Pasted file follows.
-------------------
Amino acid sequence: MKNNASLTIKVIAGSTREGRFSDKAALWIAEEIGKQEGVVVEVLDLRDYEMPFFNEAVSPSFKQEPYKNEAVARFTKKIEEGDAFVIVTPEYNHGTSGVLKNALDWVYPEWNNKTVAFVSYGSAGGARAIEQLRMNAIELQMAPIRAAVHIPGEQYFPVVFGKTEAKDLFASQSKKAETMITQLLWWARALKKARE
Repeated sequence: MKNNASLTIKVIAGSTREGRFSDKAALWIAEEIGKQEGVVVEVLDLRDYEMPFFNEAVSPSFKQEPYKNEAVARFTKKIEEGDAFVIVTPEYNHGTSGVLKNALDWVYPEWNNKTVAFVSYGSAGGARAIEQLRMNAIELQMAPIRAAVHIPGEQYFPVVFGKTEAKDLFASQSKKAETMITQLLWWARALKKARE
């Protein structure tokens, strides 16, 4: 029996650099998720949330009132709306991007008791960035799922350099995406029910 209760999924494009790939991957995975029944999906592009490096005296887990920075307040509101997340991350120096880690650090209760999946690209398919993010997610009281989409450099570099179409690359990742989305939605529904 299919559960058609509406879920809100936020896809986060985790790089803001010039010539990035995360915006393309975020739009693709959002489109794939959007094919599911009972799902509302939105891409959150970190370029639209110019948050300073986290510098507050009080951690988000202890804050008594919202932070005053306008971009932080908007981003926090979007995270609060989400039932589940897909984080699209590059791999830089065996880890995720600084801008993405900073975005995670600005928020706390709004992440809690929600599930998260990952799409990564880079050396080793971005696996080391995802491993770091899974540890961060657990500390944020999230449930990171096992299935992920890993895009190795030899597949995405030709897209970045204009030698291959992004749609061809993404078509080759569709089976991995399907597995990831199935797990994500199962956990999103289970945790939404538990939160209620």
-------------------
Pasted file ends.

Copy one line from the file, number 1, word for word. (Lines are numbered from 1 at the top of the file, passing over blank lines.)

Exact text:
Amino acid sequence: MKNNASLTIKVIAGSTREGRFSDKAALWIAEEIGKQEGVVVEVLDLRDYEMPFFNEAVSPSFKQEPYKNEAVARFTKKIEEGDAFVIVTPEYNHGTSGVLKNALDWVYPEWNNKTVAFVSYGSAGGARAIEQLRMNAIELQMAPIRAAVHIPGEQYFPVVFGKTEAKDLFASQSKKAETMITQLLWWARALKKARE